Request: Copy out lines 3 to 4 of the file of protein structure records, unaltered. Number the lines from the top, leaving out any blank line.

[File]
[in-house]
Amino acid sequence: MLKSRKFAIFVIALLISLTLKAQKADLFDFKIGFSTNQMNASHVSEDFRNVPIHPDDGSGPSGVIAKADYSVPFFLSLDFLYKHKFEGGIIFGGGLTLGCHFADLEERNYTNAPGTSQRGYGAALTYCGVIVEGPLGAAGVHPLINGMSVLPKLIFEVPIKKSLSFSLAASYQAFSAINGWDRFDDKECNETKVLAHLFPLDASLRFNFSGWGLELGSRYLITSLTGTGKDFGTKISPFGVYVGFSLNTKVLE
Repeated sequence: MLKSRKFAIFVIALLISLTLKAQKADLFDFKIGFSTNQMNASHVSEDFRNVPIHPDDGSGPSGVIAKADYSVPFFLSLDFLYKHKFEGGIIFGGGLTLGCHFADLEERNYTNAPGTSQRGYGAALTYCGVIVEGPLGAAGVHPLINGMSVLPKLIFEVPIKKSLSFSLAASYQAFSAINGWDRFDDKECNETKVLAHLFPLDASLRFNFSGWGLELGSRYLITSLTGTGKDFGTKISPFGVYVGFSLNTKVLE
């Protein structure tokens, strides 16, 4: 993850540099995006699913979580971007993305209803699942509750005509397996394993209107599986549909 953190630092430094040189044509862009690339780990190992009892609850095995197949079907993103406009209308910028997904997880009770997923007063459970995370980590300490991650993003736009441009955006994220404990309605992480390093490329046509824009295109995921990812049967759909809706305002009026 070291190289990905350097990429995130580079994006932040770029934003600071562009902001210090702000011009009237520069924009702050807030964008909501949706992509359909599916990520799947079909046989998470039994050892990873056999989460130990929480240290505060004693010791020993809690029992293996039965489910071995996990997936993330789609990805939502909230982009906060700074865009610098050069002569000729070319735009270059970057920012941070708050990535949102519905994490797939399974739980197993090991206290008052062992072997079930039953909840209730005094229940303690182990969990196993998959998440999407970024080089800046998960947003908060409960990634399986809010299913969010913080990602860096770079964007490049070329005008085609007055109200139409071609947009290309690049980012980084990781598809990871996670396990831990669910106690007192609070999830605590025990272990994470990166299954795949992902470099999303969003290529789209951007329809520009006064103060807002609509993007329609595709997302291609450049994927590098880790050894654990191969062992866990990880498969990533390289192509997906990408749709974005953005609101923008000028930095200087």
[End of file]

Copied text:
Repeated sequence: MLKSRKFAIFVIALLISLTLKAQKADLFDFKIGFSTNQMNASHVSEDFRNVPIHPDDGSGPSGVIAKADYSVPFFLSLDFLYKHKFEGGIIFGGGLTLGCHFADLEERNYTNAPGTSQRGYGAALTYCGVIVEGPLGAAGVHPLINGMSVLPKLIFEVPIKKSLSFSLAASYQAFSAINGWDRFDDKECNETKVLAHLFPLDASLRFNFSGWGLELGSRYLITSLTGTGKDFGTKISPFGVYVGFSLNTKVLE
């Protein structure tokens, strides 16, 4: 993850540099995006699913979580971007993305209803699942509750005509397996394993209107599986549909 953190630092430094040189044509862009690339780990190992009892609850095995197949079907993103406009209308910028997904997880009770997923007063459970995370980590300490991650993003736009441009955006994220404990309605992480390093490329046509824009295109995921990812049967759909809706305002009026 070291190289990905350097990429995130580079994006932040770029934003600071562009902001210090702000011009009237520069924009702050807030964008909501949706992509359909599916990520799947079909046989998470039994050892990873056999989460130990929480240290505060004693010791020993809690029992293996039965489910071995996990997936993330789609990805939502909230982009906060700074865009610098050069002569000729070319735009270059970057920012941070708050990535949102519905994490797939399974739980197993090991206290008052062992072997079930039953909840209730005094229940303690182990969990196993998959998440999407970024080089800046998960947003908060409960990634399986809010299913969010913080990602860096770079964007490049070329005008085609007055109200139409071609947009290309690049980012980084990781598809990871996670396990831990669910106690007192609070999830605590025990272990994470990166299954795949992902470099999303969003290529789209951007329809520009006064103060807002609509993007329609595709997302291609450049994927590098880790050894654990191969062992866990990880498969990533390289192509997906990408749709974005953005609101923008000028930095200087």